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Finances Impact Cancer Survivors’ Use of Medications

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Many cancer survivors can’t afford to take all their medications the way they were prescribed, which can lead them to make changes that include skipping doses or delaying filling prescriptions. This problem appears to mainly affect adults younger than age 65, according to a study by researchers from the American Cancer Society, the Centers for Disease Control and Prevention, and the National Institutes of Health.

The study was published February 20 in Cancer, a peer-reviewed journal of the American Cancer Society. Researchers used data from the National Health Interview Survey to find out how finances led people to change their prescription drug use. The survey included about 135,000 people, including almost 9,000 cancer survivors.

Among cancer survivors ages 18- 64, about 32% of those diagnosed within the past two years and about 28% of those diagnosed at least two years ago reported changing their prescription drug use for financial reasons. This compared with only about 21% of those without a history of cancer. “Specifically, non-elderly cancer survivors were more likely to skip medication, delay filling a prescription, ask their doctor for lower-cost medication, and use alternative therapies for financial reasons compared with non-elderly individuals without a cancer history,” said the American Cancer Society’s Ahmedin Jemal, DVM, PhD, a senior author of the paper.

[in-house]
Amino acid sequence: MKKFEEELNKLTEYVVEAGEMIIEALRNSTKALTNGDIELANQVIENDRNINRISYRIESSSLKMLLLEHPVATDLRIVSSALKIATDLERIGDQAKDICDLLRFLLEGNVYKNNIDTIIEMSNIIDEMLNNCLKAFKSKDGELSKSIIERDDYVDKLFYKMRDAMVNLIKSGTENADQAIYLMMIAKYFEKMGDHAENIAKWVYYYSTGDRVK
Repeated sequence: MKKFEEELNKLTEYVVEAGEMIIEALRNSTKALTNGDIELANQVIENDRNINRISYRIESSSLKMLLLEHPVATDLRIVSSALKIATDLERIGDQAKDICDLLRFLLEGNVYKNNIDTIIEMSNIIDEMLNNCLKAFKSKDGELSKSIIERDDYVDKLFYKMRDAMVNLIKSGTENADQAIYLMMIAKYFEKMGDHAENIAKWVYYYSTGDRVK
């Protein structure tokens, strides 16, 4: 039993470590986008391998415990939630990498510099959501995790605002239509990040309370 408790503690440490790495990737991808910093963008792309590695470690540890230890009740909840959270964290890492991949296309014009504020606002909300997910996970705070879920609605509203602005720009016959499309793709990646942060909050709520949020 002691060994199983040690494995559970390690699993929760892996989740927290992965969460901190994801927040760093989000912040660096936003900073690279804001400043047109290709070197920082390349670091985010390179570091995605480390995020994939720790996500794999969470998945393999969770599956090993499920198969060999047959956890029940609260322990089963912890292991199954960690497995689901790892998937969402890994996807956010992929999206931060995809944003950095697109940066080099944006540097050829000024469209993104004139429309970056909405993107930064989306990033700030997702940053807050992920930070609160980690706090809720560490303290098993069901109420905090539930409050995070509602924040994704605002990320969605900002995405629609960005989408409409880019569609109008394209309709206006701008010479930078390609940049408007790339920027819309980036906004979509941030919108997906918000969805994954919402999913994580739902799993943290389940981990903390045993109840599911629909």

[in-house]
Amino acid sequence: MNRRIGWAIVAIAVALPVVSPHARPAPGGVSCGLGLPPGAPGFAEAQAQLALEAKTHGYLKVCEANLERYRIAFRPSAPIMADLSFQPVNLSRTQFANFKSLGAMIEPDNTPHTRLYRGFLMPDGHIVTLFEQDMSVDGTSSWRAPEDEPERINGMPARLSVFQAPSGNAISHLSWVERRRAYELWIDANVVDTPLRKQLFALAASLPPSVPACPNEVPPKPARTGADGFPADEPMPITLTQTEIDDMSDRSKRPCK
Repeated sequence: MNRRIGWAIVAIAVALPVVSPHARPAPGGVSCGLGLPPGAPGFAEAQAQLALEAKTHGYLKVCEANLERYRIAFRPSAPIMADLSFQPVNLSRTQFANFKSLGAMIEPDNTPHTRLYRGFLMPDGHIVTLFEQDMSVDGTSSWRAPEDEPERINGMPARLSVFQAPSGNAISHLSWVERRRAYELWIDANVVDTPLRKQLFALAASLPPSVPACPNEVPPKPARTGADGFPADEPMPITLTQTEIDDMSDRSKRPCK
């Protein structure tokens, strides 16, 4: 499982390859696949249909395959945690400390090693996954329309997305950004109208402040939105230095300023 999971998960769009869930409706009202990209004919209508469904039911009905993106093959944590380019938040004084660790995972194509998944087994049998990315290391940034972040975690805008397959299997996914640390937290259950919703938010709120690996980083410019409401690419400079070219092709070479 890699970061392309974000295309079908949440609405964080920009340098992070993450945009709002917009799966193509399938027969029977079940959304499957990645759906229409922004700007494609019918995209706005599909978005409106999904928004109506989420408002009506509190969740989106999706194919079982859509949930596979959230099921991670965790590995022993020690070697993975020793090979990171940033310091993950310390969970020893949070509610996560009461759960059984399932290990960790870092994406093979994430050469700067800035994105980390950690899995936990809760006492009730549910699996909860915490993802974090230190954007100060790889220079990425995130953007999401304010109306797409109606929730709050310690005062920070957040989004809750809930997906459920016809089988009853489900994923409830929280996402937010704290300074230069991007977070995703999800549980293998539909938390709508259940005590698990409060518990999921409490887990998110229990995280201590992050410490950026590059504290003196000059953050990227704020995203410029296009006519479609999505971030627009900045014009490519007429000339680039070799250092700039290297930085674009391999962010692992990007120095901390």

For those ages 65 and older, changes in prescription drug use for financial reasons were generally similar between cancer survivors and those with no cancer history.

According to the study authors, differences between age groups are likely due to several factors:

  • Younger people are more likely to have financial commitments including mortgages, college tuition, and dependent family members.
  • Younger people are more likely to be still working and relying on a paycheck; however, a cancer diagnosis can lead to missed work days and other barriers to working that can reduce income.
  • If barriers to working lead to job loss, employment-based insurance coverage can be lost, too, increasing the chances of delaying or missing health care.
  • Uniform health care coverage through Medicare means people age 65 and older are more likely to have and keep affordable health insurance.

Jemal says people who are having trouble paying for their medication should talk to their health care team about alternatives. He says sometimes lower cost options are available that provide a benefit as good as more expensive drugs.

If you or someone you know has cancer and needs help, call the American Cancer Society at 1-800-227-2345.

The American Cancer Society medical and editorial content team

Our team is made up of doctors and oncology certified nurses with deep knowledge of cancer care as well as journalists, editors, and translators with extensive experience in medical writing.

Do Cancer Survivors Change Their Prescription Drug Use for Financial Reasons? Findings From a Nationally Representative Sample in the United States. Published February 20, 2017 in Cancer. First author Zhiyuan Zheng, PhD , American Cancer Society, Atlanta, Ga.